The cluster partners have set up a foundation, administrated by Jababeka to track local decarbonization efforts, develop and manage cluster-wide infrastructure and influence smaller companies’ net-zero transition operations. With over 2,000 tenants on the estate, many small and medium-size companies lack capabilities to navigate the net-zero challenges.

Figure 3: Jababeka Net Zero Industrial Cluster Governance.
Jababeka Net Zero Industrial Cluster Governance.
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3. Innovation platform model: Brightlands Circular Space

Brightlands Circular Space is rooted in the human capital agenda to upskill the regional workforce with circular skills and attract sufficient talent to achieve a climate-neutral chemical industry. The platform provides manufacturing equipment, lab and office space and support services to over 150 co-located corporates on the Brightlands Chemelot Campus in South Limburg, Netherlands. It also facilitates expertise development through public-private collaborations with regional businesses. The campus chairs the country’s National Campus Council of 10 leading Science & Innovation Parks, in coordination with the Ministry of Economic Affairs and Climate[1].

The comparatively flat innovation platform model provides flexibility for each sustainability initiative to tailor their individual project governance to the companies and R&D groups involved while building government engagement through cooperation with the regional talent office.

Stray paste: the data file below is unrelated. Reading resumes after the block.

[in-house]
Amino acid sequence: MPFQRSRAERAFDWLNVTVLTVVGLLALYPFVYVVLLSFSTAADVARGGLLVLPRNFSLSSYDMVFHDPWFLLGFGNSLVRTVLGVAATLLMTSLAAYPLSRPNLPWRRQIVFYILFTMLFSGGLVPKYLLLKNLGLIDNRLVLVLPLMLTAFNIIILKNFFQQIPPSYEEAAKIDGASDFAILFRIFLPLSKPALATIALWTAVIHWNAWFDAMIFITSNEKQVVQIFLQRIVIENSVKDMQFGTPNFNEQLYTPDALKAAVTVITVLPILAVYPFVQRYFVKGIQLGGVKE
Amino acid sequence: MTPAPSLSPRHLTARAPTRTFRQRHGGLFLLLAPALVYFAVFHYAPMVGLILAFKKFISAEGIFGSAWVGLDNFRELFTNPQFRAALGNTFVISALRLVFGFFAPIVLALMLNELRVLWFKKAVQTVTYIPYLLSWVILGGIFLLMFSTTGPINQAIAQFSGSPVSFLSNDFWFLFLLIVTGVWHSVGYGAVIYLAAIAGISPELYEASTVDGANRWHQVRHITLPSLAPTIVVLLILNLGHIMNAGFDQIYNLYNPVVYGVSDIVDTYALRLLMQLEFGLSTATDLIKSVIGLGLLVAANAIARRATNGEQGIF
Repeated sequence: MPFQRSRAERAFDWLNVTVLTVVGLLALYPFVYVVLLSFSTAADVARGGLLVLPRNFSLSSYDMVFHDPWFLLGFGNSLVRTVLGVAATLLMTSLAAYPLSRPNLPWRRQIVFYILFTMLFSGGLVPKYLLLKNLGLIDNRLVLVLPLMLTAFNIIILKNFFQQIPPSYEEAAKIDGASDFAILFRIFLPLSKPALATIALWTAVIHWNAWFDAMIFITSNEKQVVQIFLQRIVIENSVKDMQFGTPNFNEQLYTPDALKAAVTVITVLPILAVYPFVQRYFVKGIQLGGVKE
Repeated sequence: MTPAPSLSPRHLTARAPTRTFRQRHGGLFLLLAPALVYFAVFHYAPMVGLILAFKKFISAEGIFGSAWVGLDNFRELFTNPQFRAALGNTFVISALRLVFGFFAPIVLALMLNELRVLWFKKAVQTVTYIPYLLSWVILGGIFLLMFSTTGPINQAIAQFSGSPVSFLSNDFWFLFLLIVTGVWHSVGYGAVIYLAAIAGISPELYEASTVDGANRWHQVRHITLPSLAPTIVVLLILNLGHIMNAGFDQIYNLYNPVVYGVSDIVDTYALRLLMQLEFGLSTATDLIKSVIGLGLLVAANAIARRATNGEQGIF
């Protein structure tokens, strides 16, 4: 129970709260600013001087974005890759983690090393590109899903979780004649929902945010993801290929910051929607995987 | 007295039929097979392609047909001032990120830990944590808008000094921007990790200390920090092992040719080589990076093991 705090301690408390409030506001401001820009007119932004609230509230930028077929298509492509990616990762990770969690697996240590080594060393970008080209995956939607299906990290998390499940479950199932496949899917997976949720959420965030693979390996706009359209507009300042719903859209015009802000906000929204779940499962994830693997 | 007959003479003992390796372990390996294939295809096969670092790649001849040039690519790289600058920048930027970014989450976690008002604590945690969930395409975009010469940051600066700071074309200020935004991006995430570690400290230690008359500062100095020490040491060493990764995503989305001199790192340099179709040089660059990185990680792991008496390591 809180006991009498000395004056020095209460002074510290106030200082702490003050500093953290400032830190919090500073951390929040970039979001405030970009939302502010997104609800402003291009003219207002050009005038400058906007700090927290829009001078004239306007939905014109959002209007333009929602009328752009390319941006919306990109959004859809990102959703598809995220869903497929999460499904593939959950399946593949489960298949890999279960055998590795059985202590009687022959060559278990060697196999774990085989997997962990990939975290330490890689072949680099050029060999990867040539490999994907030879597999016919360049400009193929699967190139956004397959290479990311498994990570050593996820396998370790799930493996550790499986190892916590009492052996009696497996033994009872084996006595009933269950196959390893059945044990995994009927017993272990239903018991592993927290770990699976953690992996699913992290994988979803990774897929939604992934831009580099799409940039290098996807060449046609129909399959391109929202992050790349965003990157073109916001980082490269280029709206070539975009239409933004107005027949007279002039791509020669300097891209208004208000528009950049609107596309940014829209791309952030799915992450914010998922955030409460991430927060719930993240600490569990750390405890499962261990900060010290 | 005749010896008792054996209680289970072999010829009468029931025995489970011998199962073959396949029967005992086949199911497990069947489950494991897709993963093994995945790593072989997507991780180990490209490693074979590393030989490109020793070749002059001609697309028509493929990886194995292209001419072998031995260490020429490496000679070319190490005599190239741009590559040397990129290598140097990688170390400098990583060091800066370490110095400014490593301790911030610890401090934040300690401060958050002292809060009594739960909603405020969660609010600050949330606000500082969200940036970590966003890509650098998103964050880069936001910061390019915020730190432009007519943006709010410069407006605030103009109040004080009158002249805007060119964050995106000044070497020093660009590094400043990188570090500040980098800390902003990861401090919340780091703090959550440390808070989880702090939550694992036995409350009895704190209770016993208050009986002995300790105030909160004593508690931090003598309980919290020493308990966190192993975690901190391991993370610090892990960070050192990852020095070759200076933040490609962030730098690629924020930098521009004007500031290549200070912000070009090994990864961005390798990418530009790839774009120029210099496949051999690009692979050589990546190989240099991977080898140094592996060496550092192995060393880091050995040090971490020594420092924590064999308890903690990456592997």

Figure 4: Brightlands Circular Space Governance.
Brightlands Circular Space Governance.

4. Non-profit model: National Capital Hydrogen Center

National Capital Hydrogen Center is positioned as the first climate initiative of Connected DMV, a non-profit supporting delivery of impactful social and economic initiatives for the tri-jurisdictional area of Washington DC, Maryland and Virginia.

The National Capital Hydrogen Center is accelerating the creation of a hydrogen ecosystem and fostering collaboration in support of the US government’s imperative to add hydrogen solutions to the country’s clean energy future.

Connected DMV’s steering committee represents over 70 members from major corporates, academia, regional community groups as well as state and local governments. The committee provides buy-in on Connected DMV’s initiatives to ensure alignment with organizational vision and values and emphasize regional economic and social uplift. Connected DMV’s operations rely on corporate funding and grants, rather than a traditional membership model. Being a non-profit allows Connected DMV to offer a neutral engagement platform that supports collaboration across multiple entities, while its regional focus allows the cluster to build a coalition of partners to develop real-world solutions for real-world challenges.

Figure 5: National Capital Hydrogen Center Governance.
National Capital Hydrogen Center Governance.

Choosing the right governance model

In summary, the best governance model for a cluster is one that is fit for purpose, given the cluster’s characteristics. Multiple aspects such as the depth of collaboration, inclusion of public and private actors, funding sources, and decision-making authority should be taken into consideration when choosing the right governance model.

In our next article we will explore examples of business models for projects being implemented by signatory clusters of our Transitioning Industrial Clusters initiative.

The World Economic Forum would like to acknowledge the following co-authors:

Olivia Infantes, Head of Hydrogen Regulation at CEPSA

Cyntia Hendrayani, Managing Director, Jababeka Infrastruktur

Lia Voermans, Managing Director at Brightlands Circular Space

Richard Moore, Vice President of Climate and Energy at Connected DMV

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The views expressed in this article are those of the author alone and not the World Economic Forum.